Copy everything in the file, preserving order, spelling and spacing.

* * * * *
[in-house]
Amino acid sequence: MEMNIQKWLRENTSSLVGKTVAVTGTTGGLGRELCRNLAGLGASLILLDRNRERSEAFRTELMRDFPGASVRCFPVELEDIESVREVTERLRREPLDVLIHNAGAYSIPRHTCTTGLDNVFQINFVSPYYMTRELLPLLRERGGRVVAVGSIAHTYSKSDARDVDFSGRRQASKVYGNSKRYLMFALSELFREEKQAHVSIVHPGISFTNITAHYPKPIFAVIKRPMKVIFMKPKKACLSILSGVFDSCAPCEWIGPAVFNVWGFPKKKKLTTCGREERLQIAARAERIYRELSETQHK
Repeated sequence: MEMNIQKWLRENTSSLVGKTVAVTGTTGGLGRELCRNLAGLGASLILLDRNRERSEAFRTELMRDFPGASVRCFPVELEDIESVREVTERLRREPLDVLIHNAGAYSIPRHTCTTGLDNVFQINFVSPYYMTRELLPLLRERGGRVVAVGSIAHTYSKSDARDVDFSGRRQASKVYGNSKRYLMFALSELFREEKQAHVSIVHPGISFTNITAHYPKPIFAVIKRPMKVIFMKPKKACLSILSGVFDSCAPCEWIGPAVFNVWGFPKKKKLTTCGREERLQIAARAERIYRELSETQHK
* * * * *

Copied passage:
[in-house]
Amino acid sequence: MEMNIQKWLRENTSSLVGKTVAVTGTTGGLGRELCRNLAGLGASLILLDRNRERSEAFRTELMRDFPGASVRCFPVELEDIESVREVTERLRREPLDVLIHNAGAYSIPRHTCTTGLDNVFQINFVSPYYMTRELLPLLRERGGRVVAVGSIAHTYSKSDARDVDFSGRRQASKVYGNSKRYLMFALSELFREEKQAHVSIVHPGISFTNITAHYPKPIFAVIKRPMKVIFMKPKKACLSILSGVFDSCAPCEWIGPAVFNVWGFPKKKKLTTCGREERLQIAARAERIYRELSETQHK
Repeated sequence: MEMNIQKWLRENTSSLVGKTVAVTGTTGGLGRELCRNLAGLGASLILLDRNRERSEAFRTELMRDFPGASVRCFPVELEDIESVREVTERLRREPLDVLIHNAGAYSIPRHTCTTGLDNVFQINFVSPYYMTRELLPLLRERGGRVVAVGSIAHTYSKSDARDVDFSGRRQASKVYGNSKRYLMFALSELFREEKQAHVSIVHPGISFTNITAHYPKPIFAVIKRPMKVIFMKPKKACLSILSGVFDSCAPCEWIGPAVFNVWGFPKKKKLTTCGREERLQIAARAERIYRELSETQHK